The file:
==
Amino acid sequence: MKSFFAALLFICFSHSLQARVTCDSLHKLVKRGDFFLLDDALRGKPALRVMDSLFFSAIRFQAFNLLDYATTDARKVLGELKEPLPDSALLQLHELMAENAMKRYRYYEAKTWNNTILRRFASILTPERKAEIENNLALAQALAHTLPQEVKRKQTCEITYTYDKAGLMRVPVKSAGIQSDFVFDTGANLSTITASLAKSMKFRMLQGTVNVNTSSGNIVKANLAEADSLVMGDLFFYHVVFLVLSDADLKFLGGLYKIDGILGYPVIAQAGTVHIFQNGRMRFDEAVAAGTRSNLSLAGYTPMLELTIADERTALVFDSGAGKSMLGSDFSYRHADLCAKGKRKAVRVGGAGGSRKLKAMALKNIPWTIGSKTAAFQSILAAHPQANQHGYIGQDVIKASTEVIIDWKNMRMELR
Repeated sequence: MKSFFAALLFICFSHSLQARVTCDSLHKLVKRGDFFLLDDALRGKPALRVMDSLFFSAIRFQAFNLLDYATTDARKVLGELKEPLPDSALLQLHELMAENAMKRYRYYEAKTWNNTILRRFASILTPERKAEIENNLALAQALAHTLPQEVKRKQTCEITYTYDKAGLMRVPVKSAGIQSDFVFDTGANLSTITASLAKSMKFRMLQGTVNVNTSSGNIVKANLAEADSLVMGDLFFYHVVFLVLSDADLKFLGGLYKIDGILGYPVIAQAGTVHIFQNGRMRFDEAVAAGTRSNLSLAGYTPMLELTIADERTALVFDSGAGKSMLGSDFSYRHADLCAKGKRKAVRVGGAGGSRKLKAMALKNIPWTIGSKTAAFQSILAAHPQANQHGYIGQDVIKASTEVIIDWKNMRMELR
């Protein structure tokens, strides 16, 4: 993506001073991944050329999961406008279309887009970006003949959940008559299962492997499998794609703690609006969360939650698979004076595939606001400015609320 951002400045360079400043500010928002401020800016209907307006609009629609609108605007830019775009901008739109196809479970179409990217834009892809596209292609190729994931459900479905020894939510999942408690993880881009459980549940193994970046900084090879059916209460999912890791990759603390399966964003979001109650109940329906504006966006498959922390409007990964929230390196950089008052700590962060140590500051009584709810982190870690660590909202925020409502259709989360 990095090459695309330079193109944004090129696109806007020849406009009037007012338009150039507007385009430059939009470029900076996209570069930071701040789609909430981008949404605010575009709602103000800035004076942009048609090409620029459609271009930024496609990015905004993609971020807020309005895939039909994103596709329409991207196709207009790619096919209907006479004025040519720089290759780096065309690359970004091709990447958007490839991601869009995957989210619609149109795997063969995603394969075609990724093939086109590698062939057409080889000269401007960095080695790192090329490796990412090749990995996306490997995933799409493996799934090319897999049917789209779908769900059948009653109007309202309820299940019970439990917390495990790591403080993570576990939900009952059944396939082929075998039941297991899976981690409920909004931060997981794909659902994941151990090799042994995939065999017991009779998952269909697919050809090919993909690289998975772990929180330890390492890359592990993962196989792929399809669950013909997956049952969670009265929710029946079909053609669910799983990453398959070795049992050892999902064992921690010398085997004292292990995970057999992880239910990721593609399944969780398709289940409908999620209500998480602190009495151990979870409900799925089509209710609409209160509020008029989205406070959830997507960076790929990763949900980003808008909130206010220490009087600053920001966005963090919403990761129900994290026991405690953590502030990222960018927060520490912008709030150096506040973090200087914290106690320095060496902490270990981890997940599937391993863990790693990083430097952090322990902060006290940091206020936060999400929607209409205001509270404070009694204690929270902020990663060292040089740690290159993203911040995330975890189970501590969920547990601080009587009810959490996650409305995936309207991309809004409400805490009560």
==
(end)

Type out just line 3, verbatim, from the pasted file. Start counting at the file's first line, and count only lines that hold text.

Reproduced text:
């Protein structure tokens, strides 16, 4: 993506001073991944050329999961406008279309887009970006003949959940008559299962492997499998794609703690609006969360939650698979004076595939606001400015609320 951002400045360079400043500010928002401020800016209907307006609009629609609108605007830019775009901008739109196809479970179409990217834009892809596209292609190729994931459900479905020894939510999942408690993880881009459980549940193994970046900084090879059916209460999912890791990759603390399966964003979001109650109940329906504006966006498959922390409007990964929230390196950089008052700590962060140590500051009584709810982190870690660590909202925020409502259709989360 990095090459695309330079193109944004090129696109806007020849406009009037007012338009150039507007385009430059939009470029900076996209570069930071701040789609909430981008949404605010575009709602103000800035004076942009048609090409620029459609271009930024496609990015905004993609971020807020309005895939039909994103596709329409991207196709207009790619096919209907006479004025040519720089290759780096065309690359970004091709990447958007490839991601869009995957989210619609149109795997063969995603394969075609990724093939086109590698062939057409080889000269401007960095080695790192090329490796990412090749990995996306490997995933799409493996799934090319897999049917789209779908769900059948009653109007309202309820299940019970439990917390495990790591403080993570576990939900009952059944396939082929075998039941297991899976981690409920909004931060997981794909659902994941151990090799042994995939065999017991009779998952269909697919050809090919993909690289998975772990929180330890390492890359592990993962196989792929399809669950013909997956049952969670009265929710029946079909053609669910799983990453398959070795049992050892999902064992921690010398085997004292292990995970057999992880239910990721593609399944969780398709289940409908999620209500998480602190009495151990979870409900799925089509209710609409209160509020008029989205406070959830997507960076790929990763949900980003808008909130206010220490009087600053920001966005963090919403990761129900994290026991405690953590502030990222960018927060520490912008709030150096506040973090200087914290106690320095060496902490270990981890997940599937391993863990790693990083430097952090322990902060006290940091206020936060999400929607209409205001509270404070009694204690929270902020990663060292040089740690290159993203911040995330975890189970501590969920547990601080009587009810959490996650409305995936309207991309809004409400805490009560």